The same is true of the Temple Scroll, in which the passages that discuss the same topic in a number of places in the Torah are concentrated, along with their interpretation and completion in the spirit of the laws and views prevalent among the Judean Desert sect.
All this, however, was done in a rewriting of the Torah's words, as the direct, first-person, command of God, in sharp contrast with the differentiation in the tannaitic literature between the quoted verses and their interpretation.
The Qumran Pesher literature provides an example of quoted verses in lemmas alongside their interpretation, but this is only for subjects pertaining to philosophic, ethical, or political actualization of the books of the prophets, and not of halakhic topics that appear in the Torah, as it is in the A rare trace of an early rabbinic midrash, that apparently consists solely of quoted verses and their adjoining interpretation, by means of other verses, can be found in the homiletical expansion of "My father was a fugitive Aramean" (Deut. A few instances of the quotation of a verse and the presentation of its halakhic interpretation-exposition, along with the mention of alternative interpretations and their rejection, exist in the New Testament, but, obviously, these literature exhibits a distinctly independent nature, that fundamentally differs from biblical literature: (1) unlike the Judean Desert scrolls, it does not present its interpretation as the absolute and unequivocal word of God, but rather as reasoned human interpretation of the verses of the Torah, that exposes the philological and theological difficulties that emerge from Scripture; (2) in contrast with those scrolls, that offer a consistent and uniform conception, the are written in pithy rabbinic language, while the Judean Desert scrolls employ language that more closely resembles that of the Bible, both in its grammar and in its lofty and dramatic style; (4) the great halakhic detailing of the in comparison with the Bible, is vastly more developed than that in the scrolls; (5) in many instances the content of the halakhot set forth in the tannaitic literature is more removed from the simple meaning of the biblical halakhah than that of the Judean Desert scrolls.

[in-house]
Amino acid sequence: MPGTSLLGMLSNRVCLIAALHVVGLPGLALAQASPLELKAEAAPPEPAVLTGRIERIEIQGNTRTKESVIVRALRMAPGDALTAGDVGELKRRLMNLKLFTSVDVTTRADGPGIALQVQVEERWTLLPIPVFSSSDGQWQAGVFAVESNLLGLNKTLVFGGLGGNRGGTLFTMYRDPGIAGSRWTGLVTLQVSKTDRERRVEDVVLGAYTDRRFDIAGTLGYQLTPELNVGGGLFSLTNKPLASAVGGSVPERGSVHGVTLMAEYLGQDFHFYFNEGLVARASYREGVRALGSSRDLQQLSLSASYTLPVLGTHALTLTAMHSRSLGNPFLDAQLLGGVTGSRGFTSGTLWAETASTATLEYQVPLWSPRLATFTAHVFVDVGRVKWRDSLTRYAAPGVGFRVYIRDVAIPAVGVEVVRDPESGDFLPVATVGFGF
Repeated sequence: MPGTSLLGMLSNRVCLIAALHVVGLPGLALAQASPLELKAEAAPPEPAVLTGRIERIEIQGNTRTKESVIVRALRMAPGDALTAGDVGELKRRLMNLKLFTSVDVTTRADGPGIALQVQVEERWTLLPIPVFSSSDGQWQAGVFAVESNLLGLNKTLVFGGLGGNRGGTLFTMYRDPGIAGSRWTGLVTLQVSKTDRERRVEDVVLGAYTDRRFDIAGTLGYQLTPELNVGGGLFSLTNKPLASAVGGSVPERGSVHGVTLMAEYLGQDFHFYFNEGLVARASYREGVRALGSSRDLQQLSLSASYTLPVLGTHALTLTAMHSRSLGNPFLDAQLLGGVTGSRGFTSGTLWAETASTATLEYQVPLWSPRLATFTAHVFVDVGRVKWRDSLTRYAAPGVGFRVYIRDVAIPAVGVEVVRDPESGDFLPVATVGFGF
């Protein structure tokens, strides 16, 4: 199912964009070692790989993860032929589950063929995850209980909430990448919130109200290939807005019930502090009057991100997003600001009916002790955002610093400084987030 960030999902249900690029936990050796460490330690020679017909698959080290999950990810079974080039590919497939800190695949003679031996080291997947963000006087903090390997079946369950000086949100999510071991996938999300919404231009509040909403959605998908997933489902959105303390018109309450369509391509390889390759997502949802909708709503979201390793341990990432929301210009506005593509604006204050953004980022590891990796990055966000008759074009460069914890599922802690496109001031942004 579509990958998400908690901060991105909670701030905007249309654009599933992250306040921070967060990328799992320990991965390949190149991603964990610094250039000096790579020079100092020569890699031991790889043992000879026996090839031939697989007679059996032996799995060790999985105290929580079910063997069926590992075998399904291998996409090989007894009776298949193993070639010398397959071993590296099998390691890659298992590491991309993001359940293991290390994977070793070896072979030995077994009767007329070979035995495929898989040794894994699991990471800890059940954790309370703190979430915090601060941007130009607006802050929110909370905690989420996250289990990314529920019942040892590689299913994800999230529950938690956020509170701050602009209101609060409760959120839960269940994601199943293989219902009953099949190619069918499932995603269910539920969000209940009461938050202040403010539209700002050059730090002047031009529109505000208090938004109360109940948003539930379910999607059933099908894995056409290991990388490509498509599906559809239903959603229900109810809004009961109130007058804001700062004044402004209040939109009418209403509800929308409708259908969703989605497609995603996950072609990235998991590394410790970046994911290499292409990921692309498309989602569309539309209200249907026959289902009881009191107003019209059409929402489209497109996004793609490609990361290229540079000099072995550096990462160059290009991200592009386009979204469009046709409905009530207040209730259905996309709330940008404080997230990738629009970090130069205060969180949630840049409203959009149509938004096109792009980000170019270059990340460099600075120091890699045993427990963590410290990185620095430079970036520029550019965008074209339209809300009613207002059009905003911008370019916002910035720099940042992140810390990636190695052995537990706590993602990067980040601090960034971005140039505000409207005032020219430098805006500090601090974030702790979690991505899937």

It is noteworthy, in this context, that in the second branch of the tannaitic literature, the Mishnah and the Tosefta, the halakhah is ordered in a completely new structure, that does not follow the sequence of the corresponding passages in the Torah.
This body of tannaitic literature will be discussed below under the following headings: (1) Characteristics of Halakhic Midrash: (a) The Collections; (b) The Term Halakhic Midrash; (c) Literary Nature and Relation to Early Midrash; (d) Authority of the Bible; (e) Development of Exegetical Methods. Aside from the unlikelihood that the redactors of a school for the exegesis of the Torah would begin their activity with the Book of Numbers, or would be satisfied with midrashim on the Books of Exodus, Leviticus, and Deuteronomy, support for the existence of additional baraitot that are preserved in other compositions, most importantly, the Tosefta and the two Talmuds.
Generally, the order of the interpreted biblical passages precisely follows the order of the verses in the Bible, and only on rare occasions do the midrashim diverge from the biblical order.
The midrashim are written in Mishnahic Hebrew, and are formulated concisely, in a reserved and focused style.
The above literary qualities are unique to the tannaitic midrashim.
The earlier exigetical literature contains glimmerings and beginnings of this sort of midrashic method, but such a consistent and developed body of work appears for the first time in Signs of the attempt to resolve the seeming conflict between the authority of the Torah, on the one hand, and its actualization and harmonization, on the other, can already be found in the Bible itself, especially in Chronicles, where these attempts were made by a paraphrastic reformulation of the verses of the biblical verses themselves.